Enter Luke MacKennzie, a burned out Boston cop and friend of the dead woman, Suzanne. Luke leaves his job in Boston and is hired to find out what happened to Suzanne. Sparks fly (literally) when Chloe and Luke meet and continue to fly as he solves the mystery and falls in love with the beautiful Chloe.

Quirky characters, romance, magick, a power struggle, gorgeous people, and knitting. What more can an author provide?

Sunday, March 22, 2009

Graduation Socks

I finished Shayna's socks, now she must finish her book reports and graduate.

I sure hope she likes them, the Peapod pattern was great and I like the way the socks turned out. Jen Jensen designed the socks and she made the instructions so easy to follow Even for me!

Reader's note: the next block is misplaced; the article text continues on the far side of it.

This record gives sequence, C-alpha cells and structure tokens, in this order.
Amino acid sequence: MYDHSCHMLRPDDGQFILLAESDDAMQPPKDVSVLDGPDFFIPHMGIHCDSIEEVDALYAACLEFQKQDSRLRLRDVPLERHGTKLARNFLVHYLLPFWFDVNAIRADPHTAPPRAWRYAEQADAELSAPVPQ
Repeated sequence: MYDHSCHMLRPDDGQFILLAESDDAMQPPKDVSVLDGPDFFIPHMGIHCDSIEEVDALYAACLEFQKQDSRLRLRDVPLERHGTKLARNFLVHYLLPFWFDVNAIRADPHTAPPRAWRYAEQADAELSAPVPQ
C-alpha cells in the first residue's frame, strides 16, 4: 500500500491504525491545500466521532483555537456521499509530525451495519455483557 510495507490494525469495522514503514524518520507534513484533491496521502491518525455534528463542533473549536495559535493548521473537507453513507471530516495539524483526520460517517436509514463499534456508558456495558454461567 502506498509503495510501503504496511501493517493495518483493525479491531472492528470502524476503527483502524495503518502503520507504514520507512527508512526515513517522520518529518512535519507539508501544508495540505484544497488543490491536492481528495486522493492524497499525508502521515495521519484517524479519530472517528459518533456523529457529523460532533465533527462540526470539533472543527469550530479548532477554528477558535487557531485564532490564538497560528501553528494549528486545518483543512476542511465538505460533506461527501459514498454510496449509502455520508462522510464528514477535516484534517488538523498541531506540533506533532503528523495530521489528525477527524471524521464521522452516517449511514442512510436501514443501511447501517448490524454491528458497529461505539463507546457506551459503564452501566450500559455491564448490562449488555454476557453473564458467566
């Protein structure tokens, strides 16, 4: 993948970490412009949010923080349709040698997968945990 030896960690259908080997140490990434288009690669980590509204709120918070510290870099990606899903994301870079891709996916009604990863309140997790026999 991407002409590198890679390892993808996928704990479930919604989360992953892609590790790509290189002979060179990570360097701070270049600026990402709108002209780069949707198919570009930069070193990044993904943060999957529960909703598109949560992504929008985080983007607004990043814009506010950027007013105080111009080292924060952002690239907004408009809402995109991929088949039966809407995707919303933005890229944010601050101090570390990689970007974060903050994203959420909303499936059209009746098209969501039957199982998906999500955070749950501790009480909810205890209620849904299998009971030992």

I used Knit Picks' Imagination hand painted yarn in the Unicorn colorway. I usually love Knit Picks' products, but I'm not buying this yarn again as the color variations are noticeable from one hank to the next. Not good when you want the socks to match.

On another note, I found something I like even more than Fiber One bars, Kellogg's Fiber Plus Chewy Bars. OMG they taste like Girl Scout cookies, the good ones.

Thursday, March 12, 2009

Fleece Navidad

Fleece Navidad is a Christmas, knitting, murder, mystery with knitting patterns and cookie recipes. Hmmmm, I can't think of anything Maggie Sefton left out that I like.

Set in Fort Collins, Colorado and centering around Kelly Flynn and her knitting friends, this book's takes place at Christmas and the hit-and-run murder of the town librarian. Fleece Navidad is the sixth book in the Lambspun Yarn Shop mysteries and, of course, Kelly starts snooping around and finds clues the police have missed.